Maurice Clarett sued the NFL to enter its amateur draft after his freshman season. Now Mr. Clarett might not be drafted at all. In 2002, Mr. Clarett, a running back, set freshman rushing records for Ohio State. But he was suspended for the next season for lying to police and the NCAA. Instead of sitting out the season and returning for his junior campaign, Mr. Clarett sued the NFL to enter the draft.
The former Ohio State running back challenged the NFL's policy that requires draft-eligible players to be three years removed from high-school graduation. Usually this means players can't enter the draft until after their junior or redshirt sophomore season. After a victory in federal court, Mr. Clarett lost on appeal after appeal, leaving him out of football.
Under NFL rules, Mr. Clarett will be eligible in this draft. But he severely damaged his draft stock when the running back went to work out for NFL scouts at the draft combine. In front of a cast of NFL scouts, Mr. Clarett ran the 40-yard dash in between 4.72 and 4.82 seconds, leaving team officials to wonder exactly what the young running back has spent the last year doing besides going to court. "He could have slipped completely out of the draft," his agent Steve Feldman said. "He needs a good workout."
So the agent tried to arrange for another series of workouts for scouts. But Ohio State, bitter toward Mr. Clarett for statements he made to the media, refused to let him work out on university grounds. Mr. Feldman and Mr. Clarett then turned to Warren G. Harding High School in Warren, Ohio-Mr. Clarett's alma matter. At least they remember him favorably.
The team that Kobe built
It got so bad in Los Angeles, even Chucky Atkins had to say something. Throughout his career, the 30-year-old guard has made a name for himself as a quiet role player. But even Mr. Atkins couldn't contain himself during the Los Angeles Lakers' recent losing skid. Asked before a game against Philadelphia what moves he thought the club should make to better itself for next season, Mr. Atkins exploded: "I ain't no GM. Ask Kobe [Bryant]. He's the GM. It's his team."
The loss that night-Easter Sunday-was the Lakers' eighth straight, which was their second-longest losing streak since moving from Minneapolis in 1960. Small wonder that the Lakers have now seemingly played themselves out of the playoff hunt. That makes Los Angeles lottery bound for only the second time since the draft lottery's creation in 1985. (The worst teams qualify for the lottery, or the top picks in the NBA draft.)
Last year, the Lakers made it to the Western Conference Finals. But the growing feud between teammates Kobe Bryant and Shaquille O'Neal caused the team to implode shortly after the playoffs. Mr. O'Neal said team management blamed him too much for the Lakers' defeat by Detroit in the Western Conference finals. "They've got to have a scapegoat, and they know that I'm strong enough to be that scapegoat," Mr. O'Neal said after settling in Miami with a new team. "Who's going to be the scapegoat now? Who are they going to point at now?"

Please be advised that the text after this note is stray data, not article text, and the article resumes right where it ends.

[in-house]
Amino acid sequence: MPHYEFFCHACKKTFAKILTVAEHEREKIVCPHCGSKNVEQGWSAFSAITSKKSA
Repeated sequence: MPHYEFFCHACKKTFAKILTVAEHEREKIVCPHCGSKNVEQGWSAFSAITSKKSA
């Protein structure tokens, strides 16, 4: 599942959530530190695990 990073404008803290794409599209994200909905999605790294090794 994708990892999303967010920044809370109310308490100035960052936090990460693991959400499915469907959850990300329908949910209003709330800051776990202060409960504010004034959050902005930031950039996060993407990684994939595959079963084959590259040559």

Not only did the Lakers trade Mr. O'Neal, arguably the biggest force in the NBA since Michael Jordan's heyday, but the team also lost championship coach Phil Jackson. What was left was a team created to feature Mr. Bryant, who was simultaneously fighting a rape charge in Colorado. Team officials hoped the 26-year-old Mr. Bryant, seven years younger than Shaq, would be a better long-term solution for the franchise.
Last year, the young guard indirectly complained about Shaq's work ethic, suggesting perhaps the game had passed him by. But with Mr. O'Neal helping to lead his new team, Miami, toward the top spot in the Eastern Conference, maybe it's Mr. Bryant who has been bypassed?
Around the Horn
· This year's NCAA men's basketball tournament was enough for UConn's Charlie Villanueva and Utah's Andrew Bogut. Both sophomores could have jumped into the NBA as 18-year-olds two years ago, but both decided to play in the college ranks for a few seasons. The college seasoning seems to have especially helped Mr. Bogut, who was the top vote getter on this year's AP All-American team .
· Was the Steel Curtain reinforced by steroids? New Orleans Saints coach and former player Jim Haslett says he took steroids during his playing days in the early 1980s. Mr. Haslett, who also played linebacker for the Saints, says it was the Pittsburgh Steelers teams of the mid- to late-1970s that brought steroids into fashion in the NFL. Steve Courson, a part-time starter on the 1979 championship Steelers team, admits he used steroids, but says players like Jack Ham and Jack Lambert refused to use the drugs.
· During a Spring Training game in Tucson, Ariz., Colorado pitcher Darren Oliver found he wasn't alone on the mound. Besides the rubber and rosin bag, Mr. Oliver noticed a swarm of bees buzzing around his head, apparently drawn by coconut oil in the pitcher's hair gel. After being chased from the mound by the swarm a few times, Mr. Oliver headed for the clubhouse. A few innings later the swarm of bees returned even stronger and surrounded Diamondbacks shortstop Sergio Santos, chasing him deep into center field. Umpires ended the game in the sixth inning.